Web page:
15 December 2011

#OccupyDameStreet - Stop haranguing me, Vincent

Vincent Browne gets ready to harangue
#OccupyDameStreet, Dublin, Wednesday 15th December
Though things may be quieter on Occupied Dame Street of late, with the normal frenzy reduced by cold and rain to a steady hum of well-insulated-shed-building (the tents that have survived thus far just won't be of any use in a prolonged sub-zero spell or snow), there was more than a flurry of activity yesterday afternoon as Vincent Browne (#VinB himself) dropped down to interview a few folks involved in the Movement.

In the end, after hearing about a number of people's backgrounds and reasons for participating, he chose to speak to four of us with a fifth person invited on to the show later that night. Somehow I found myself included in the group to be interviewed on site, but thankfully he wanted to have a Camp resident participate in the live discussion later on, so I could happily rule myself out of that little shindig.

Talking with his producers beforehand it was clear that he had wanted to come down to the Camp for a long while, but that events in Europe and the Budget had been of more immediate concern. His questions were hard and direct, and he strongly challenged my use of Michael Taft's analysis of the recent Credit Suisse Global Wealth report on income inequality in Ireland, but all-in-all I think I acquitted myself without too much dishonour. "Come home with your shield, or on it", is what my imaginary Viking mother always used to say, and I think I can stand here proudly this morning with my shield held aloft and intact (as can all those interviewed, but I know not that nature of any advice given to them by their imaginary Viking mothers, so I am unsure as to the relevance of my somewhat rambling metaphor for their specific situations).

Be your own media, #VinB!
#OccupyDameStreet, Dublin, Wednesday 15th December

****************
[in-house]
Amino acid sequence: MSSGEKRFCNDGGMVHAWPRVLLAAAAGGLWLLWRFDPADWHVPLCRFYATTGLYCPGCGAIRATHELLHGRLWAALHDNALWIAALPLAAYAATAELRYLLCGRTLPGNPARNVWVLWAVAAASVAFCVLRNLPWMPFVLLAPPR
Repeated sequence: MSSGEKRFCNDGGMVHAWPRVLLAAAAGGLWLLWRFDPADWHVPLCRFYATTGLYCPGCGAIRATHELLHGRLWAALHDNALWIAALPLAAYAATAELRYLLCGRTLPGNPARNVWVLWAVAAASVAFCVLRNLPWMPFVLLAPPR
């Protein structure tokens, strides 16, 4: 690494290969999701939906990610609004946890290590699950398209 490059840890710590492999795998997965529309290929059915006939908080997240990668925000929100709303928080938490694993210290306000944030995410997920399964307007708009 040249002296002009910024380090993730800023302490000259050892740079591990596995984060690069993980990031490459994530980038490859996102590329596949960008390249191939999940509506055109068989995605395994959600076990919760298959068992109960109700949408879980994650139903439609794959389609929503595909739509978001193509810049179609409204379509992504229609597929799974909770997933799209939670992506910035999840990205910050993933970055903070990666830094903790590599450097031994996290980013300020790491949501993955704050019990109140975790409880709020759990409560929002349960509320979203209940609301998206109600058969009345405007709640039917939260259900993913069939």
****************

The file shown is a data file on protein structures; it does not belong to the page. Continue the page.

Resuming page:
The main thrust of #VinB's questioning both onsite and for the panel later was his amazement that the Irish people are still so acquiescent after all the calamity and indignity that have been heaped upon them. Where was the outrage, where were the marches and the masses in the streets, a question that those of you familiar with this blog will know that I have been asking myself for the last three years.

Watching it all later on TV was not as traumatic as I expected. In the months before February's election I was a fanatical viewer of the show, not so much for the panel discussion or even #VinB himself, but more for the accompanying Twitter conversation that accompanied it. Tonight with Vincent Browne is not so much a news show as a spectator sport, and many is the evening that I have sat back and mused loudly on the throbbing, pulsating vein in Conor Lenihan's head or the unusual colour of puce he was turning, so I was actually more apprehensive about the reaction to the show amongst the Irish Twitterati than I was to what my imaginary Viking mother would think. Aside from a comment or two on my sartorial elegance, on the whole it wasn't too bad, and the reaction to the other interviews with my colleagues was also surprisingly positive.

To be honest though it shouldn't have been so surprising, we see the support of the wider public every day as they pass by and give us the verbal and material encouragement we need to carry on thorough the rain and sleet and gloom of night.

The whole experience almost makes me want to track down Conor Lenihan in whatever Oligarch-funded undisclosed location in Russia he is hiding in and congratulate him for going on #VinB as often as he did.


In a perfect example of media consuming itself, the event was covered by a DCTV film crew, who stopped #VinB afterwards for quick interview on what he thought of #OccupyDameStreet (video included above), and they in turn were filmed by Donnacha Ó Briain (Director of The Revolution Will Not be Televised) who has been following protest movements in Dublin for the last few months and is an almost permanent fixture in the Camp, the unblinking eye of his omnipresent camera capturing all and sundry, pretty much part of the furniture at this stage.

Anyway, the show is now up on TV3's website (though I'm not sure if it is accessible to our international readers, sorry), so you can watch it and pass your own snide comments on my sartorial elegance below.

You know you want to.

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At 1:27 pm, Anonymous steve said...

you did great i thought. all of ye. think i used to work with cillian..

At 11:54 am, Anonymous Niall said...

It helpfully confirmed most of my demeanour-related objections to Mr. McGuirk.

At 12:13 pm, Anonymous Dan said...

You did great. Nice work


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